‘Internment’ by John McGuffin (1973)

Chapter 10

THE 1971-1972 internment period witnessed a new element in the internment saga: a massive civil resistance movement. The most important aspect of the movement was its spontaneity.
     Internment had been in the air in the months of June and July 1971. Faulkner had consistently requested it, and, by and large, all anti-Unionist groups had felt the need for a united front to oppose its imposition. The Northern Ireland Civil Rights Association called a conference several weeks before 9 August after discussions with the Official Republicans, the People's Democracy and the SDLP. The meeting was held before an enthusiastic audience in St. Mary's Hall, Belfast, and speaker after speaker was cheered as he denounced internment and the Special Powers Act and pledged support to a united front. But the proposed next meeting, which had been agreed upon by the audience, was not called. The NICRA began to procrastinate, and in the end Brian Faulkner pre-empted everyone by introducing internment on 9 August 1971.
     The sorry truth is that there was no real basis for a united front against internment. The SDLP with six MP's is a middle-class Catholic party which had never contested an election. The party had been formed from the remnants of the old tired Nationalist Party, civil rights independents, the Labour Party and Gerry Fitt's Republican Labour Party group. At the time when internment was merely in the air they had been desperate to get off the hook of non-participation in Stormont which their constituents in Derry had pushed them onto after the Deny shootings of Cusack and Beattie on 7 July 1971.
     But internment finished that. There could be no longer any question of the SDLP participating in Stormont, or in Brian Faulkner's tempting and lucrative parliamentary committees. They abstained from Stormont, but continued to draw their salaries and to have secret meetings with conservative MP's.
     NICRA was in an awkward position. What once had the pretensions to be a mass public movement had shrunk to a small faction which could no longer hide its obvious function as an Official Republican front with CP backing. For over a year their policy, in line with CP and Official leadership in Dublin thinking, had been reformist: 'democratise Stormont', and a 'Bill of Rights'. But events and the people had passed them by. They were, however, to provide a very real stumbling block to unity with their insistence that any mass movement against internment must be under their control. This was clearly unacceptable to many people and it led to the formation of the Northern Resistance Movement which, in turn, came to be regarded as a front for the Provisional Republicans and the PD.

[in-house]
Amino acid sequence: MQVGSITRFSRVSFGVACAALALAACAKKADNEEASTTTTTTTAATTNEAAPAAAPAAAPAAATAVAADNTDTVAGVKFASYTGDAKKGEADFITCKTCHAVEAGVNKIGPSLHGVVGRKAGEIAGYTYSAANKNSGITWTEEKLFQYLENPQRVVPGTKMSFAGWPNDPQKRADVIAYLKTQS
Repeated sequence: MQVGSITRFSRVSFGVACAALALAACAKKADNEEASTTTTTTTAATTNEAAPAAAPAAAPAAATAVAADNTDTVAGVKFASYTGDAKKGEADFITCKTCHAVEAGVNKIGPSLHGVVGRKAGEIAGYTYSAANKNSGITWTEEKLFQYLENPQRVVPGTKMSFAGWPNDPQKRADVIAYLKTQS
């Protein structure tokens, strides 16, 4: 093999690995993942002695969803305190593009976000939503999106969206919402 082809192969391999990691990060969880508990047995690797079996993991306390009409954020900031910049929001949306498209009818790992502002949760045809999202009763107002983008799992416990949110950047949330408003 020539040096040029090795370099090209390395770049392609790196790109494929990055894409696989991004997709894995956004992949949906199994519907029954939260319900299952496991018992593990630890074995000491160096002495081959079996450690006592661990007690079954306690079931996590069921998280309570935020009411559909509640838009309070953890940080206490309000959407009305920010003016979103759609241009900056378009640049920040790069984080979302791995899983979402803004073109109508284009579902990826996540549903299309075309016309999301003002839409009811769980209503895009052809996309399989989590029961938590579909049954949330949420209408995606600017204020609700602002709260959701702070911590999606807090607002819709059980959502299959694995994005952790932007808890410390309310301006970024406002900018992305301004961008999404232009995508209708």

The NRM was born out of the failure of several meetings in Omagh and Dungannon to agree on a formula for a mass movement. NICRA insisted on having total control. The PD and many individuals felt that NICRA would be undemocratic and a brake upon militant action. The Provisionals were then concerned with the military campaign against the British army and had little time for what they described somewhat contemptuously as 'politics'.
     The fact was, however, that the people at grass roots had, as usual, outstripped their self-appointed 'leaders'. Within minutes of the initial internment raids by the army on the morning of 9 August 1971, women were out rattling bin-lids as a warning, youths were throwing stones and bottles, barricades were erected. Soon local units of both wings of the IRA engaged troops. Taking advantage of the situation, 'Loyalists' began to intimidate and to burn people out of their homes and, in some cases, to snipe from roofs. In the first few weeks of violence 35 people died. The numbers were soon to rise with the concerted bombing and shooting campaign of the Provisionals.
     Internment succeeded in uniting the minority as nothing else had ever done. With this final ham-fisted blow Faulkner managed to totally alienate nearly 40% of the population against the State. Nor were most of the 60% that pleased either. Boal and Paisley of the Democratic Unionist Party, as well as the Alliance and Labour Parties,[1] condemned internment. The main prop of the civil resistance was the rent-and-rates strike.
     The strike began spontaneously. It was not organized by the SDLP, the Official Republicans or any other movement, though some were to claim it as their creation. The idea caught on like wildfire. Traditionally, strike action by the Catholic minority in the North has always been an impractical weapon. There were very few jobs in which they held key positions or a majority of the workforce, unlike the Protestant Vanguard who were to show they could bring the province to a standstill, though harming themselves more than anyone else in the process. Catholics did have several one-day industrial strikes, especially after 'Bloody Sunday', but it was the strike against the State that was the most effective.